Most wireless devices can be turned off by the system to save power. In some sleep scenarios, the device might not wake properly when the system returns from sleep or hibernate. To prevent this from happening, adjust the power management settings for the wireless adapter.
- In Windows, search for and open Device Manager.
- Double-click Network Adapters to expand the list, right-click the wireless (Wi-Fi) adapter in the list, and then select Properties.
- In the Adapter Properties window, click the Power Management tab.
- Remove the check next to Allow the computer to turn off this device to save power, and then click OK.
- Close Device Manager, restart the notebook computer and then attempt to reconnect to the wireless network.
Confirm only one antivirus/firewall software is running
Performance can be negatively affected when multiple antivirus programs are installed on your computer. Uninstall all but one antivirus program.
For Windows 10 and 8
To remove programs and software components from your computer hard disk drive, follow these steps:
- In Windows, search for and open Programs and Features.
- In the Uninstall or change a program window, select the program you want to remove from the list and click Uninstall or Uninstall/Change at the top of the program list.
- Read and respond to any messages that may open while the software is being removed from your computer.
- Test to see if the wireless issue continues. If there is still a problem continue to the next step.
Temporarily disable Bluetooth
Try temporarily disabling Bluetooth to see if this impacts the network performance.
After disabling Bluetooth, try to see if the wireless issue continues. If there is still a problem continue to the next step.
NOTE: If no Bluetooth device or options are present, your PC may not have been equipped with this feature.
- Right-click Start and select Settings.
- Click Devices and select Bluetooth.
- Slide the Bluetooth settings to Off.
Use the Network and Internet Troubleshooter (Windows 10)
The Network and Internet Troubleshooter tests the network for problems and attempts automatic repairs for any issues found.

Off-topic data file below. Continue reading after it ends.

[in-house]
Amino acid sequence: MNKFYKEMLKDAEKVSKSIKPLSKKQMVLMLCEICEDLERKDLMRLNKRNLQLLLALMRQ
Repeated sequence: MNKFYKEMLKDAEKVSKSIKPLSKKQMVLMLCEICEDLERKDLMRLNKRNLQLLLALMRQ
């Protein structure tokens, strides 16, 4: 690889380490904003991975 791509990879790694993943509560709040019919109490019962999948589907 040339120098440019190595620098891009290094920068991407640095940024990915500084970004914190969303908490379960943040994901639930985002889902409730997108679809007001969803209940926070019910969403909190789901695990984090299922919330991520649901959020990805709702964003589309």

- Right-click the wireless connection icon in the notification area, then select Troubleshoot problems. The Windows Network Diagnostic window opens and the troubleshooting process begins.
Figure: Taskbar and wireless network icon
NOTE: This is an image of a connected network, your icon may look different depending upon the status.
- After automated troubleshooting has completed, read the information on the screen.
- This describes problems found, fixed, or actions necessary to resolve the connectivity problems.
- When complete, follow any recommended actions and try connecting again.
- If the problem persists or there were no issues found by the troubleshooter, close the results screen and continue to the next step.
IconWindows 10 Network Status Icon Description
If there is a red x over the network status icon, this means that there are no wireless networks currently available.
If there is a star on the network icon, this means you are not connected to any network
Connected - No Internet access. This icon with an exclamation mark means you are connected to the network but no Internet access. You should check the router or modem to see any Internet connection problem.
A successful connection will look like this. Note, this doesn’t take the different signal strengths into account.
Restart the PC
- Restart the computer with the wireless issue.
- After the computer has restarted, try connecting to the Internet again.
Check the Internet Service Provider (ISP) connection
Check if other devices can connect to the same wireless network and if they have the same wireless issue:
- If other devices on the same network do not experience the same connection issues as the local computer, then the issue is related to the PC having the connection issue.
- Verify the password being used to connect to the existing wireless network is correct. Your Internet service provider will be able to walk you through this process.
- If other devices can connect to the wireless network but can’t access the Internet, the problem is likely related to the connection between your router/modem and the Internet service provider. Reset the router/modem (if not done yet) and contact your Service Provider if the issue persists.
- If other devices can’t connect to the wireless network, the problem is likely related to your wireless router or it’s configuration. Reset the router (if not done yet) and make sure you use the correct password when you try to connect. If the issue persists, contact your internet service provider
Keep me posted. Happy to help!